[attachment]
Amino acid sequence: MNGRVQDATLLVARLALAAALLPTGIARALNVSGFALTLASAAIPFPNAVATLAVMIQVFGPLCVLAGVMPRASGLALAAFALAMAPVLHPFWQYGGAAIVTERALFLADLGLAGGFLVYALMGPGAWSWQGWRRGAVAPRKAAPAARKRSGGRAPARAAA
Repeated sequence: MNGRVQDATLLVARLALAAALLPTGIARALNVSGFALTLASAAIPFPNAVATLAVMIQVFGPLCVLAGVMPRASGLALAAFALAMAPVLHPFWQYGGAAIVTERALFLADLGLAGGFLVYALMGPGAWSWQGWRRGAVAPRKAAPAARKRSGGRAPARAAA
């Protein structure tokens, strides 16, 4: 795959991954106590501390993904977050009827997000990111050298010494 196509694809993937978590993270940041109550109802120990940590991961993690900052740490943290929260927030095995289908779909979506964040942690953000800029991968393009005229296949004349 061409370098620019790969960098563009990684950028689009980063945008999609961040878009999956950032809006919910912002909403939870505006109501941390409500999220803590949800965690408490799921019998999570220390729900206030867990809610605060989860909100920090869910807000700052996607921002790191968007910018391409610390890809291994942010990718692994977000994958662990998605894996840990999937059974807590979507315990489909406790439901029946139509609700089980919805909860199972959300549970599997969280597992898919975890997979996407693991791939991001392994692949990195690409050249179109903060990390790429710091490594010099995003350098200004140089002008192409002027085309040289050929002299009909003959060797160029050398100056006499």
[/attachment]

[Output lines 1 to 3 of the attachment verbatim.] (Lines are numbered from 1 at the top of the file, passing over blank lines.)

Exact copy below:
Amino acid sequence: MNGRVQDATLLVARLALAAALLPTGIARALNVSGFALTLASAAIPFPNAVATLAVMIQVFGPLCVLAGVMPRASGLALAAFALAMAPVLHPFWQYGGAAIVTERALFLADLGLAGGFLVYALMGPGAWSWQGWRRGAVAPRKAAPAARKRSGGRAPARAAA
Repeated sequence: MNGRVQDATLLVARLALAAALLPTGIARALNVSGFALTLASAAIPFPNAVATLAVMIQVFGPLCVLAGVMPRASGLALAAFALAMAPVLHPFWQYGGAAIVTERALFLADLGLAGGFLVYALMGPGAWSWQGWRRGAVAPRKAAPAARKRSGGRAPARAAA
């Protein structure tokens, strides 16, 4: 795959991954106590501390993904977050009827997000990111050298010494 196509694809993937978590993270940041109550109802120990940590991961993690900052740490943290929260927030095995289908779909979506964040942690953000800029991968393009005229296949004349 061409370098620019790969960098563009990684950028689009980063945008999609961040878009999956950032809006919910912002909403939870505006109501941390409500999220803590949800965690408490799921019998999570220390729900206030867990809610605060989860909100920090869910807000700052996607921002790191968007910018391409610390890809291994942010990718692994977000994958662990998605894996840990999937059974807590979507315990489909406790439901029946139509609700089980919805909860199972959300549970599997969280597992898919975890997979996407693991791939991001392994692949990195690409050249179109903060990390790429710091490594010099995003350098200004140089002008192409002027085309040289050929002299009909003959060797160029050398100056006499």